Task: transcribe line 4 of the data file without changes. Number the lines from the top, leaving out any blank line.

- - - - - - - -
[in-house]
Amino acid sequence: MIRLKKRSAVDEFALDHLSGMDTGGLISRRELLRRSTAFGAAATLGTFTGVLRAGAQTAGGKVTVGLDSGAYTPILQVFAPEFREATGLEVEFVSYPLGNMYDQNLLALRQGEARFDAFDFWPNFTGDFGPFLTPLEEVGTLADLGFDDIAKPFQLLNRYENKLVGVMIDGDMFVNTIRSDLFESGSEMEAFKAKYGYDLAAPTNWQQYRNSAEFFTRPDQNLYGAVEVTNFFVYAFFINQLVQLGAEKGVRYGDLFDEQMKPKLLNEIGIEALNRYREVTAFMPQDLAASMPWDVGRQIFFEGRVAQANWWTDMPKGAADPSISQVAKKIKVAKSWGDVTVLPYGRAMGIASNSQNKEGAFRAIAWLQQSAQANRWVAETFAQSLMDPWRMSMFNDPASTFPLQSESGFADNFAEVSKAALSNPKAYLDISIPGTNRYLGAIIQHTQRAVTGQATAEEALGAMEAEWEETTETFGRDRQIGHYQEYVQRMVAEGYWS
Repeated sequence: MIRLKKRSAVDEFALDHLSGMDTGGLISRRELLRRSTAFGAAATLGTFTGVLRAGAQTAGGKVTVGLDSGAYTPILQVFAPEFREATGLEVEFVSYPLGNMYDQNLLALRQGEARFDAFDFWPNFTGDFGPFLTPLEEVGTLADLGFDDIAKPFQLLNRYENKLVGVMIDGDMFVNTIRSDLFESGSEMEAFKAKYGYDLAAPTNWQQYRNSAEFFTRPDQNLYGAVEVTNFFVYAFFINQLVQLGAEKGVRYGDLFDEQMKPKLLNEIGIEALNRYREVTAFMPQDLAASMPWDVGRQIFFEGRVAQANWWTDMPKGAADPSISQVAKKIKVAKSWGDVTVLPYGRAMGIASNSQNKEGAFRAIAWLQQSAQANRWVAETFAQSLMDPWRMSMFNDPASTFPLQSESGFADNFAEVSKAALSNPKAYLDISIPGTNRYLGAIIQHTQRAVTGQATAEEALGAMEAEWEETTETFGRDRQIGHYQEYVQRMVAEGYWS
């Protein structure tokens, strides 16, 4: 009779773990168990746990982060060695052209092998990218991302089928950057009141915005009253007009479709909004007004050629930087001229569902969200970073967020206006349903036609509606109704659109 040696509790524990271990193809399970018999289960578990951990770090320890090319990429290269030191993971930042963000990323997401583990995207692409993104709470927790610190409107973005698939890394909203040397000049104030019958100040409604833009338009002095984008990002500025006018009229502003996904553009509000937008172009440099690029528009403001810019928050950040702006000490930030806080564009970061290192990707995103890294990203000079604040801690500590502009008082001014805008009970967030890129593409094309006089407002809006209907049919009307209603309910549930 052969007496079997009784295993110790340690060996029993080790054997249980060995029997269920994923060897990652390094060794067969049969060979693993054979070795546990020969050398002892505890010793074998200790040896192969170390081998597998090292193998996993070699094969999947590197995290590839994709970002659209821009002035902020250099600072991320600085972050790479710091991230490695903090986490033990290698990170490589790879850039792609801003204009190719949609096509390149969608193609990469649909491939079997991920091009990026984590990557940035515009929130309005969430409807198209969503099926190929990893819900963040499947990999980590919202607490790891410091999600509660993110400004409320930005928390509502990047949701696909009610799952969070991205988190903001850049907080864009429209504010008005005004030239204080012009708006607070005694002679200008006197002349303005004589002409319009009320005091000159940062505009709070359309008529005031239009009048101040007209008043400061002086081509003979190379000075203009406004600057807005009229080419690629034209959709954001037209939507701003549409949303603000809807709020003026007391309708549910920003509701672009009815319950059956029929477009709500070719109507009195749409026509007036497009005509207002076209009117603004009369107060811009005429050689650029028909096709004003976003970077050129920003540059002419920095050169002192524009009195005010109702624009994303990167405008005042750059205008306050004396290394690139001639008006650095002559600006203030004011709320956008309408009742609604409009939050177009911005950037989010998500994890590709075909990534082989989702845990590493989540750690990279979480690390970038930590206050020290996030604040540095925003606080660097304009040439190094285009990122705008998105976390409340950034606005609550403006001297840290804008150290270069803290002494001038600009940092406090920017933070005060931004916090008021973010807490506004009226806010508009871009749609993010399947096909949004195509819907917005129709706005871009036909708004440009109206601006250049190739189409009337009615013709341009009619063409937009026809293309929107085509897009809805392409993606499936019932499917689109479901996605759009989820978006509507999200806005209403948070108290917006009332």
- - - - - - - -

């Protein structure tokens, strides 16, 4: 009779773990168990746990982060060695052209092998990218991302089928950057009141915005009253007009479709909004007004050629930087001229569902969200970073967020206006349903036609509606109704659109 040696509790524990271990193809399970018999289960578990951990770090320890090319990429290269030191993971930042963000990323997401583990995207692409993104709470927790610190409107973005698939890394909203040397000049104030019958100040409604833009338009002095984008990002500025006018009229502003996904553009509000937008172009440099690029528009403001810019928050950040702006000490930030806080564009970061290192990707995103890294990203000079604040801690500590502009008082001014805008009970967030890129593409094309006089407002809006209907049919009307209603309910549930 052969007496079997009784295993110790340690060996029993080790054997249980060995029997269920994923060897990652390094060794067969049969060979693993054979070795546990020969050398002892505890010793074998200790040896192969170390081998597998090292193998996993070699094969999947590197995290590839994709970002659209821009002035902020250099600072991320600085972050790479710091991230490695903090986490033990290698990170490589790879850039792609801003204009190719949609096509390149969608193609990469649909491939079997991920091009990026984590990557940035515009929130309005969430409807198209969503099926190929990893819900963040499947990999980590919202607490790891410091999600509660993110400004409320930005928390509502990047949701696909009610799952969070991205988190903001850049907080864009429209504010008005005004030239204080012009708006607070005694002679200008006197002349303005004589002409319009009320005091000159940062505009709070359309008529005031239009009048101040007209008043400061002086081509003979190379000075203009406004600057807005009229080419690629034209959709954001037209939507701003549409949303603000809807709020003026007391309708549910920003509701672009009815319950059956029929477009709500070719109507009195749409026509007036497009005509207002076209009117603004009369107060811009005429050689650029028909096709004003976003970077050129920003540059002419920095050169002192524009009195005010109702624009994303990167405008005042750059205008306050004396290394690139001639008006650095002559600006203030004011709320956008309408009742609604409009939050177009911005950037989010998500994890590709075909990534082989989702845990590493989540750690990279979480690390970038930590206050020290996030604040540095925003606080660097304009040439190094285009990122705008998105976390409340950034606005609550403006001297840290804008150290270069803290002494001038600009940092406090920017933070005060931004916090008021973010807490506004009226806010508009871009749609993010399947096909949004195509819907917005129709706005871009036909708004440009109206601006250049190739189409009337009615013709341009009619063409937009026809293309929107085509897009809805392409993606499936019932499917689109479901996605759009989820978006509507999200806005209403948070108290917006009332």